SUNY Broome Executive Vice President and Chief Academic Officer Francis Battisti had quite an offer for a room full of eighth-graders.

“How many of you in this room would like to be given $100,000?” he asked, and a sea of hands shot toward the ceiling in response.  “That’s exactly what today is about!” Dr. Battisti told them.

Fifty of the approximately 115 middle-school students in the room will have an incredible opportunity for their future: the chance to earn a college degree for free, while working on their high school diploma.

Funded by a grant, the Pathways in Technology Early College High School (P-TECH) program is a collaboration between SUNY Broome, Broome-Tioga BOCES, area school districts and a half-dozen industry partners, and is designed to provide a career pathway for economically disadvantaged students.



The six-year program supports students in earning both their high school diploma and associate’s degree from SUNY Broome in health science, computer technology or engineering technology. Students are also supported by industry partners, who provide mentorship, guidance and workplace learning during the six years. Students apply for the program through their guidance counselor, and will know whether they have been accepted for a fall start later this spring.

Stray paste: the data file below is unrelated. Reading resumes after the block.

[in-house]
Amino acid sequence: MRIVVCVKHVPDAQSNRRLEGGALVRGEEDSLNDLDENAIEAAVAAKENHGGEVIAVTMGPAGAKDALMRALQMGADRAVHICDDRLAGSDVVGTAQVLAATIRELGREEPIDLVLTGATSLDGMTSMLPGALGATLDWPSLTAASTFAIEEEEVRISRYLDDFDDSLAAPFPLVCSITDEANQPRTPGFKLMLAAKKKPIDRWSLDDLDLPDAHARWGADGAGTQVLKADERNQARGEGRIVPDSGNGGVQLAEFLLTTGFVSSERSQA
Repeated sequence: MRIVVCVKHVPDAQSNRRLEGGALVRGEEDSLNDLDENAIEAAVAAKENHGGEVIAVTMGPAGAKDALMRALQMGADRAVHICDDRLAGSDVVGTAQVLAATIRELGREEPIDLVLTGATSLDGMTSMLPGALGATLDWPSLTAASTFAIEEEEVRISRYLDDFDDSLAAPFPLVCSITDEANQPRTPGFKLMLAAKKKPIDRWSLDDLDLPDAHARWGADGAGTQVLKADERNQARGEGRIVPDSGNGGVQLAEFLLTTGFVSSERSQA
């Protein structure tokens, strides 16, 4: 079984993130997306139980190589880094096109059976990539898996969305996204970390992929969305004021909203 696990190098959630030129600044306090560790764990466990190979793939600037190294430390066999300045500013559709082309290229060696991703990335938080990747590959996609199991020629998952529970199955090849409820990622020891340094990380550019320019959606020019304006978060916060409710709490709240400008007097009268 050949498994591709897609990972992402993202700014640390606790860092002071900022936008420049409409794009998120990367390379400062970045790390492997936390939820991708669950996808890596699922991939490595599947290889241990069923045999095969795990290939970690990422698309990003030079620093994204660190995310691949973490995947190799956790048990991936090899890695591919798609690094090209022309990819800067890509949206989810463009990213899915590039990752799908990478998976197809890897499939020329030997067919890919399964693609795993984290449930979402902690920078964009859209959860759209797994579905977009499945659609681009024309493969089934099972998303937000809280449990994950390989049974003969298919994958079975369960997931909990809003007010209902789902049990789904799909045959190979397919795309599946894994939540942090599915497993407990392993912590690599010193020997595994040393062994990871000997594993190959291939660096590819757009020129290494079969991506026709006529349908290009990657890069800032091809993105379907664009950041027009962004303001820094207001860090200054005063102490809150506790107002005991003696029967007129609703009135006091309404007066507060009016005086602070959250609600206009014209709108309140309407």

Hasan Wakefield

They don’t need to be stellar students to apply, Dr. Battisti said, although they will work hard once they’re in the program. A SUNY Broome graduate, he wasn’t the world’s best student himself when he was their age, he admitted.

The future scholars took a tour of campus, exploring classrooms and lab space. They had some good questions, too; Hasan Wakefield of Binghamton’s East Middle School was intrigued by the EMT classroom with its ambulance simulator, and wanted to know how much voltage a defibrillator uses.

The physical therapy lab with its water tank was fascinating, added Wakefield, who was interested in both health and computer science.

Justin Golden

Justin Golden of Windsor already knows his passion: computer science and coding. Still, the tour exposed him to a range of opportunities and experiences. His favorite part?

“It was so good! I can’t choose,” he said.

One task he took a shine too: Creating a peanut butter and jelly sandwich by using algorithms.

“It helps solve the problem you want to solve,” Golden explained of the concept, which is integral to computer science.

Like their peers, both students were excited by the opportunities that P-Tech represents.

“That would be incredible,” Wakefield said of the prospect of being accepted. “It’s a once in a lifetime chance.”